New report's findings
Worrying lack of new commercial property
David Melhuish says the ‘industry has experienced challenging times in recent years’ (photo by Terry Murden)
There is a worrying lack of new commercial property being built in Scotland, according to a new report.
Compared to a decade ago, the lack of investable space in terms of square ft. is down considerably, with figures for 2017 showing 1.6 million of sq. ft. constructed as opposed to 7.1m in 2009.
While the value of sales of commercial property has been increasing in recent years to £3.2bn in 2016/17, this figure is still significantly lower than a decade ago.
The statistics are part of the findings of a report by the University of Strathclyde’s Fraser of Allander Institute under commission by the Scottish Property Federation (SPF).
The report, ‘The economic contribution of the commercial property sector’, was unveiled at the SPF’s annual conference at the Edinburgh International Conference Centre and showed that Scottish real estate industry contributes almost £4.8bn to the Scottish economy and supports more than 92,000 jobs.
In total, the commercial property element of Scotland’s construction industry has a direct impact of around £2.4bn to Scotland’s economy, however taking into account the additional spill-over effects of the industry, commercial property is estimated to have a total impact of almost £4.8bn.
Combining FTE employment in construction and real estate activities, the report estimates that around 49,000 FTE jobs are directly supported by commercial property in Scotland, with the additional indirect and induced effects, helping to support total FTE employment of around 92,000.
The sector is an important source of tax revenue for both the Scottish and UK Government and is acknowledged as a barometer of economic activity, with the report’s authors stating that without high quality and effective commercial property there would be no business activity.
Professor Graeme Roy, director of the Fraser of Allander Institute, said: “Our analysis shows that Scotland’s commercial property industry is an important barometer of economic activity, particularly in a service based economy such as Scotland.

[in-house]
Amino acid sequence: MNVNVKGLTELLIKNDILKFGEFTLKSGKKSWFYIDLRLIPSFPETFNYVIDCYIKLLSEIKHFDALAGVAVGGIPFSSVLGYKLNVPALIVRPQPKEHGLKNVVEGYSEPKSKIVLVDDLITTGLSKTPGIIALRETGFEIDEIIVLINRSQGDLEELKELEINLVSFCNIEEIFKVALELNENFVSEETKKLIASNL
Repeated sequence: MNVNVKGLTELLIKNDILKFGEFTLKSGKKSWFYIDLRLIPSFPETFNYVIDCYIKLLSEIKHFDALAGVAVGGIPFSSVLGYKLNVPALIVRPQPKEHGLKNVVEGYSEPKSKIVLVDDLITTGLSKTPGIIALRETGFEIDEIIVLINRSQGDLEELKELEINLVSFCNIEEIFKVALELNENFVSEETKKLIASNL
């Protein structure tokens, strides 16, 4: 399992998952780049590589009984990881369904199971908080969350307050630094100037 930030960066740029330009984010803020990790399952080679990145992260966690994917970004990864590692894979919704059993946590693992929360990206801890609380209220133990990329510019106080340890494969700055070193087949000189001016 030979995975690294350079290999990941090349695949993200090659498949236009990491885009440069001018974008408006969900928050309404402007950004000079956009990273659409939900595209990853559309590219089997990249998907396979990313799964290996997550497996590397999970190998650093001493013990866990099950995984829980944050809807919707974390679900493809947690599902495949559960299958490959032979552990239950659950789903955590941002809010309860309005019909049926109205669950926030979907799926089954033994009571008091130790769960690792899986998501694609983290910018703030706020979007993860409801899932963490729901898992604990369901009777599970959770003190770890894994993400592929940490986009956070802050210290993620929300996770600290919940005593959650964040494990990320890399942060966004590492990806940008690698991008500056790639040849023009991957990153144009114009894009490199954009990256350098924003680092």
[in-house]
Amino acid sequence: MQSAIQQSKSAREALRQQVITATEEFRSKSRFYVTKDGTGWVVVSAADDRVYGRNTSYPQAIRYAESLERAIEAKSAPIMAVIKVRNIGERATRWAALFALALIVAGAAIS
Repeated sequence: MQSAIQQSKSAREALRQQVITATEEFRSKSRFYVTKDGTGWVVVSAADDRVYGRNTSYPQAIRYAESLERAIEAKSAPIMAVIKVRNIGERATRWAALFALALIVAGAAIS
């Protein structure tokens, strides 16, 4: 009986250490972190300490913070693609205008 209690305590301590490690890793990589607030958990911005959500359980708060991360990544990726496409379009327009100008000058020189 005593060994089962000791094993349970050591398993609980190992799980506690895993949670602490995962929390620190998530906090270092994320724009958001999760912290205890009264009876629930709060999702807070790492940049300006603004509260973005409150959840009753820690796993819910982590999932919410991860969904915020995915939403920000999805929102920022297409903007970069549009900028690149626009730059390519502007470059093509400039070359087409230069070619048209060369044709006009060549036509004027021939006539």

“The latest data shows that the sector has been growing in recent years, but levels of activity remain down on where they were a decade ago.
“That being said, our analysis demonstrates that the sector continues to make an important contribution to the Scottish economy. This is not only through the direct economic activity that the commercial property sector supports but also the wider spill-over effects benefiting businesses throughout Scotland. ”
The report goes on to show the potential for growth and concludes that for a £100m increase in new commercial property output, the economy benefits from a further £73m.
Taking a universal approach to the sector it calculated that construction makes up around 65% of commercial new work (and 70% of total impacts from direct, indirect and induced effects). The other large contributors are from real estate and financial services who make up around 28% of the direct output of new commercial projects.
David Melhuish, director of the Scottish Property Federation who commissioned the research, said: “Commercial property plays an important role in the Scottish economy. The industry has experienced challenging times in recent years due to the economic downturn and fragile levels of business and consumer confidence which has led to a dampening of growth.
“However this report highlights that the industry remains an important growth generator for the Scottish economy and that there are huge opportunities for the industry to grow as a valuable financial asset for investors which in turn will drive economic activity and important infrastructure in our cities and towns.
“We continue to work with the Scottish Government to look at the barriers which exist to attracting investment into the sector.
“One such area where more work is required is to ensure that Scotland increases its overall supply of Grade A office stock – a vital component in attracting businesses to locate or indeed remain in Scotland and continue to be important tax generators for the economy.”